Air quality has certainly improved in the U.S. over the last few decades — thanks to the Clean Air Act — but it's still one of the top health concerns around the world. A new report compiled by global health professionals pegs the toll of outdoor air pollution at a staggering 3.2 million premature deaths a year.
Particulate pollution like soot does the most damage, especially in the booming smog-choked cities across Asia. The report, published in the Lancet, finds that outdoor air pollution is the No. 4 health risk there, right behind smoking. Here in the U.S., it's still a major threat too, despite our progress since the sooty seventies. The report asserts that air pollution is the 8th greatest danger to premature birth worldwide.
The NRDC explains how it is that air pollution is so deadly:
It is the very finest soot – so small that it lodges deep within the lungs and from there enters the bloodstream – that contributes to most of the public health toll of air pollution including mortality. Diesel soot, which is also a carcinogen, is a major problem because it is concentrated in cities along transportation corridors impacting densely populated areas. It is thought to contribute to half the premature deaths from air pollution in urban centers. For example one in six people in the U.S. live near a diesel pollution hot spot like a rail yard, port terminal or freeway.Point is, there are still hundreds of millions — if not billions — of people around the world who suffer the ill effects of particulate pollution. It's not just premature deaths, either; it's asthma, respiratory illness, cancer, and so on. Transitioning to cleaner energy sources and cleaner, lower-emissions vehicles will begin alleviate that suffering.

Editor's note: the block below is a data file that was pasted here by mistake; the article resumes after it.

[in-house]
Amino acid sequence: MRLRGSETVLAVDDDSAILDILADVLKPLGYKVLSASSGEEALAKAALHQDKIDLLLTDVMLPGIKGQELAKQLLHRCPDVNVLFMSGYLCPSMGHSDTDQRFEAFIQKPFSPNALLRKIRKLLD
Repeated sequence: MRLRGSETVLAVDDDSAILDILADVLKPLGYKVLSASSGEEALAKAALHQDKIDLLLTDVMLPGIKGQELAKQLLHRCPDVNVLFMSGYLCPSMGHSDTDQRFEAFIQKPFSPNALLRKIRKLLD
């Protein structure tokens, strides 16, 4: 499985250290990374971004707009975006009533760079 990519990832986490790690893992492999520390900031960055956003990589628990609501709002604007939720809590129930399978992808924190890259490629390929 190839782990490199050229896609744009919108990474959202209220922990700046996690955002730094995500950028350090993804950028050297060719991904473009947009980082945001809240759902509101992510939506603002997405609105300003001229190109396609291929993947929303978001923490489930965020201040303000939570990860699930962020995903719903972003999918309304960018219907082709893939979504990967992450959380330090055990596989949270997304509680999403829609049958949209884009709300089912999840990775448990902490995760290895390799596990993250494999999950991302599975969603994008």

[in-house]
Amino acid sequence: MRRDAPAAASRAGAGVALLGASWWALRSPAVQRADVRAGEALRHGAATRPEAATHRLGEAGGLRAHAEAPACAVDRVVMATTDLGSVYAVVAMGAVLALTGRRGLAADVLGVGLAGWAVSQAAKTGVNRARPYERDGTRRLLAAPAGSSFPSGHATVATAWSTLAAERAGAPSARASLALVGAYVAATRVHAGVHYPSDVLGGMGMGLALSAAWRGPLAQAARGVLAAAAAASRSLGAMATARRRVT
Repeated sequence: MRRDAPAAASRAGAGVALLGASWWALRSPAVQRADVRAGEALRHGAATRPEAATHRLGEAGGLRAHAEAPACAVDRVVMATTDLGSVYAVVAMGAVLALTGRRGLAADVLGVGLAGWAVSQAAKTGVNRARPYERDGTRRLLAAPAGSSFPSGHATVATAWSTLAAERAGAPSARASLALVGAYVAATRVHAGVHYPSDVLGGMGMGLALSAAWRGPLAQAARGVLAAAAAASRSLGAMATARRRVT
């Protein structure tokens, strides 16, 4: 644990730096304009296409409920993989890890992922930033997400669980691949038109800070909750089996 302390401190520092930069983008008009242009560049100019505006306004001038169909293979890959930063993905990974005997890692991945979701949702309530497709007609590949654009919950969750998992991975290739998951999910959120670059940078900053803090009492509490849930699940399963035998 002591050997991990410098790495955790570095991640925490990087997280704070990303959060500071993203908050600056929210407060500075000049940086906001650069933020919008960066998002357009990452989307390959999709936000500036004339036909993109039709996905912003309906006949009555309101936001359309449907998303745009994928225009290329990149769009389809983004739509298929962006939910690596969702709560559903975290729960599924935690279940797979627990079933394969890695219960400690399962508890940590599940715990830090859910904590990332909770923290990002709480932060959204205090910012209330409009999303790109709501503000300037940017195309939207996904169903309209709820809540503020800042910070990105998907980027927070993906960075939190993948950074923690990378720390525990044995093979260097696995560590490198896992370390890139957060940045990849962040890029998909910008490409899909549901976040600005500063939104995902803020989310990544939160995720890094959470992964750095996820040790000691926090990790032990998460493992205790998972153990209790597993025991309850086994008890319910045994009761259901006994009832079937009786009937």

And we should be probably be actively working towards a world where three million people don't have to die early every year because they live too near a truck route or a power plant.